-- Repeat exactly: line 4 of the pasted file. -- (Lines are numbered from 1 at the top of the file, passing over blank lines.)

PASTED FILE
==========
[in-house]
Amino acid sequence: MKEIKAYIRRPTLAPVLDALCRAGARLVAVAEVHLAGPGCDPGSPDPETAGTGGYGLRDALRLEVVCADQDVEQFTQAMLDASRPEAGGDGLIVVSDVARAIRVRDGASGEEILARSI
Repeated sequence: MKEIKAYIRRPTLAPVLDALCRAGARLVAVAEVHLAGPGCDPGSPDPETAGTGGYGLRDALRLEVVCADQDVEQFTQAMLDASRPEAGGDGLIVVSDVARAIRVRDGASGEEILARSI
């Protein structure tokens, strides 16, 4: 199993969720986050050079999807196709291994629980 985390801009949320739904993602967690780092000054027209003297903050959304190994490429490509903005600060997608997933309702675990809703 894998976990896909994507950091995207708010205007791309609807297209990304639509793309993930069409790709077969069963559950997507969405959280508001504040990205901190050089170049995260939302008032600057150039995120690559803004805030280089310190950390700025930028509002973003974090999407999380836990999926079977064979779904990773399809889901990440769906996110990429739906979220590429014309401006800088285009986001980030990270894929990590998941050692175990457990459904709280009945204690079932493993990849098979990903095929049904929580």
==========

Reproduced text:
């Protein structure tokens, strides 16, 4: 199993969720986050050079999807196709291994629980 985390801009949320739904993602967690780092000054027209003297903050959304190994490429490509903005600060997608997933309702675990809703 894998976990896909994507950091995207708010205007791309609807297209990304639509793309993930069409790709077969069963559950997507969405959280508001504040990205901190050089170049995260939302008032600057150039995120690559803004805030280089310190950390700025930028509002973003974090999407999380836990999926079977064979779904990773399809889901990440769906996110990429739906979220590429014309401006800088285009986001980030990270894929990590998941050692175990457990459904709280009945204690079932493993990849098979990903095929049904929580």